First Liberty Institute took up their case. A federal district court sided with the employees, as it concluded, “Can a prayer for someone constitute harassment when the alleged object of the prayer is unaware of it? This court suspects not.” In fact, the court concluded that the college’s own policies protected the prayers of these employees.
Firing someone for their peaceful exercise of religion at work doesn’t have a prayer.
To learn how First Liberty is protecting religious liberty for all Americans, visit FirstLiberty.org.
A Tennessee Governor has recently signed into law a measure protecting the religious liberty of Tennessee’s student-athletes. Find more about this law at FirstLiberty.org/Briefing.
Governor Bill Haslam of Tennessee has signed into law a measure protecting the religious liberty of Tennessee’s student athletes.
The new law allows parents to opt their students out of participation in an athletic contest “if the event is on an official school holiday, observed day of worship, or religious holiday.” Moreover, it sets the authority aright by explaining that school officials “may not require a student to attend an athletic event” over the parent’s objection.
Some wonder how necessary such a measure is. They argue that schools already respect the religious choices of student-athletes and do not punish those students who, for religious reasons, sit out of scheduled contests.
That, I suppose, is a debate for the ages. Whether athletes should participate on holy days is not a new issue, just watch the classic movie Chariots of Fireas but one example. Nonetheless, it is good to see the State of Tennessee explicitly stating that its school districts should be mindful that there are things to be respected of higher importance than sports.
Athletics can teach students much about life, diligence, and teamwork. But, life-balance is a critical element taught by sports in school as well. Today’s student-athletes are tomorrow’s business leaders who may be required to accommodate the religious practices of employees. Let us hope they learn the delicate balance of freedom well.
The Florida Legislature could sign a law that would align it with the federal Equal Access Act, protecting the religious liberty of its students and teachers. Learn more at FirstLiberty.org/Briefing.
It looks like religious liberty may have found a friendly reception in Florida’s state lawmakers.
The Florida legislature recently sent to the governor a bill prohibiting discrimination against students and educators for religious expression at school. The bill expressly permits students to reference their faith in class assignments and even extra-curricular activities, while requiring school districts to create what we call a “limited public forum” at public events. This means that, if students at a school event are invited to speak publicly, they would be permitted to express their religious beliefs.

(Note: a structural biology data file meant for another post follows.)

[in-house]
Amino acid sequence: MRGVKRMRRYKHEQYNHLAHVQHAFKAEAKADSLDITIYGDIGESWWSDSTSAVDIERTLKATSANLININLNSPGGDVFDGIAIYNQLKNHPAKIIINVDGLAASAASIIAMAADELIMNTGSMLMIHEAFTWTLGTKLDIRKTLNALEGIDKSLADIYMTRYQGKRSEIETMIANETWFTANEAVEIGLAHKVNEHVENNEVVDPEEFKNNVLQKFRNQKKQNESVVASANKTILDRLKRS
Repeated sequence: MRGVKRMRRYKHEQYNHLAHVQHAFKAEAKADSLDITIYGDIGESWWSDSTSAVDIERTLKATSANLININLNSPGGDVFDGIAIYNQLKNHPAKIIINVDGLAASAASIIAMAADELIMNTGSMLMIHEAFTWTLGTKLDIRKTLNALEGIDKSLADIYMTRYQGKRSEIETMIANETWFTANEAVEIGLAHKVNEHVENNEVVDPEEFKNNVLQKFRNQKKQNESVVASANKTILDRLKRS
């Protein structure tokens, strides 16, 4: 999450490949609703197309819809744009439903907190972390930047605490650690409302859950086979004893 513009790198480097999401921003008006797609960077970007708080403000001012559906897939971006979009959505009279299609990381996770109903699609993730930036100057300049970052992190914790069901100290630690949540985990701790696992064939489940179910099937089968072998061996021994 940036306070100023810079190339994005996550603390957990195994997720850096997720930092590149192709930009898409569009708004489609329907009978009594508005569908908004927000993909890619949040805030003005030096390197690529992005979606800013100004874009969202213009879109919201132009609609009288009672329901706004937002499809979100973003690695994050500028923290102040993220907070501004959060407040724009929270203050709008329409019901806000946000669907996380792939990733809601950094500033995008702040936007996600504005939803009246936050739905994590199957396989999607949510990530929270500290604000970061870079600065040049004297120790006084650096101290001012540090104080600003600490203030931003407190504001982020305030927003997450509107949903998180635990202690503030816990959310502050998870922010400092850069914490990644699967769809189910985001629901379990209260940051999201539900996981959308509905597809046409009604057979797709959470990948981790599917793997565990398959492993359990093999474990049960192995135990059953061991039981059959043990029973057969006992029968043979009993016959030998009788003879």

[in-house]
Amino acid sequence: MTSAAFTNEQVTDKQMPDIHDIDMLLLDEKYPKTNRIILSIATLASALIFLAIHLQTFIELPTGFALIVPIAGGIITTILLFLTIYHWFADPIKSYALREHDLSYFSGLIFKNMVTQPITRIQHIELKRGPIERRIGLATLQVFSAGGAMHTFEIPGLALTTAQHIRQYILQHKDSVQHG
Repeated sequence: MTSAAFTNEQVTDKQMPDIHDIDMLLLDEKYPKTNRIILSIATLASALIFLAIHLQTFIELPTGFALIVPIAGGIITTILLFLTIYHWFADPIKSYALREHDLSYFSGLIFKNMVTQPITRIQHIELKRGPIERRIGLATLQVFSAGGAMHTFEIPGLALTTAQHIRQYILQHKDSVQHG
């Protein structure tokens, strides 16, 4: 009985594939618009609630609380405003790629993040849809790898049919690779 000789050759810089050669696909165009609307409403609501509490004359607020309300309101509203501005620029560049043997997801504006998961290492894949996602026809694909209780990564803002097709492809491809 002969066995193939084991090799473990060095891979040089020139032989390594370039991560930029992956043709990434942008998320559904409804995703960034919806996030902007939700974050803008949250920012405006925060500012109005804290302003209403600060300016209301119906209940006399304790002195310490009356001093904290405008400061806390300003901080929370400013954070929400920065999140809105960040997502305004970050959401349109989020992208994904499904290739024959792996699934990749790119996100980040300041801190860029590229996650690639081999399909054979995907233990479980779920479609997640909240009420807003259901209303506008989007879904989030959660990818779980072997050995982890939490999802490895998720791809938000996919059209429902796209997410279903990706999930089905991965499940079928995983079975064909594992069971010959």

Should the governor sign the measure, the law of Florida would align itself with the federal Equal Access Act. That means student religious groups would have state law on their side when seeking to access campus facilities in the same way secular groups do.
Teachers are also covered. The bill has a provision restricting school districts from preventing teachers from participating in student-initiated religious activities before or after school.
These are reasonable measures that will show respect for the religious liberty of Florida’s students and teachers. As the Supreme Court said in Shelton v. Tucker: “The vigilant protection of constitutional freedoms is nowhere more vital than in the community of American schools.”
Of course, that vigilance starts with the passing of laws and ends by faithfully adhering to them.
The Roman Catholic Archdiocese of Kansas City files a lawsuit against the Mission Woods city council for denying the use of his own home for religious meetings on the basis of traffic and parking concerns. Learn more about this issue at FirstLiberty.org/Briefing.
The city of Mission Woods, Kansas covers just 64 acres outside of Kansas City. Its part-time government leadership is concerned that the expansion of the Roman Catholic Archdiocese of Kansas City into their small town is going to cause problems.
The Archdiocese purchased a derelict home in Mission Woods. The roof had holes in it. Animals roamed the attic freely. But the Archdiocese favored the house for prayer groups, religious meetings and religious education throughout the week. Nonetheless, the Mission Woods city council has twice denied their application citing traffic and parking concerns.